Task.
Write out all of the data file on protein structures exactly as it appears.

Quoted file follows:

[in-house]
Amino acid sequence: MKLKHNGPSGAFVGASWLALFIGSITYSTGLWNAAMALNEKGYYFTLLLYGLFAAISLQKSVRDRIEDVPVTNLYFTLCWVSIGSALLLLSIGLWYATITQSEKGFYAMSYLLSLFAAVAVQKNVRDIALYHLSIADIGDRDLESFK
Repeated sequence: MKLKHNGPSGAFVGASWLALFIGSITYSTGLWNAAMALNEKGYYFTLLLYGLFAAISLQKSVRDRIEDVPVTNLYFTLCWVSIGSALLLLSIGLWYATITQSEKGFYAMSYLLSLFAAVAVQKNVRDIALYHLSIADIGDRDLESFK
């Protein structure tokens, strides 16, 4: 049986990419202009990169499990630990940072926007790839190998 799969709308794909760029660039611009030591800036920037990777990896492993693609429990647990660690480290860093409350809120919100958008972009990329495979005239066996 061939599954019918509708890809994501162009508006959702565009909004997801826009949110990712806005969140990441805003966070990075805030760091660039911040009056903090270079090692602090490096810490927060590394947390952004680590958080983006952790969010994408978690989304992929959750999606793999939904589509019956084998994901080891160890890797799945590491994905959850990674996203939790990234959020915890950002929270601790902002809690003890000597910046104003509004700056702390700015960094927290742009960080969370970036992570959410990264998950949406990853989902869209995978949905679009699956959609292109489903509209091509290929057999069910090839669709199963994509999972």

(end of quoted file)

[in-house]
Amino acid sequence: MKLKHNGPSGAFVGASWLALFIGSITYSTGLWNAAMALNEKGYYFTLLLYGLFAAISLQKSVRDRIEDVPVTNLYFTLCWVSIGSALLLLSIGLWYATITQSEKGFYAMSYLLSLFAAVAVQKNVRDIALYHLSIADIGDRDLESFK
Repeated sequence: MKLKHNGPSGAFVGASWLALFIGSITYSTGLWNAAMALNEKGYYFTLLLYGLFAAISLQKSVRDRIEDVPVTNLYFTLCWVSIGSALLLLSIGLWYATITQSEKGFYAMSYLLSLFAAVAVQKNVRDIALYHLSIADIGDRDLESFK
């Protein structure tokens, strides 16, 4: 049986990419202009990169499990630990940072926007790839190998 799969709308794909760029660039611009030591800036920037990777990896492993693609429990647990660690480290860093409350809120919100958008972009990329495979005239066996 061939599954019918509708890809994501162009508006959702565009909004997801826009949110990712806005969140990441805003966070990075805030760091660039911040009056903090270079090692602090490096810490927060590394947390952004680590958080983006952790969010994408978690989304992929959750999606793999939904589509019956084998994901080891160890890797799945590491994905959850990674996203939790990234959020915890950002929270601790902002809690003890000597910046104003509004700056702390700015960094927290742009960080969370970036992570959410990264998950949406990853989902869209995978949905679009699956959609292109489903509209091509290929057999069910090839669709199963994509999972």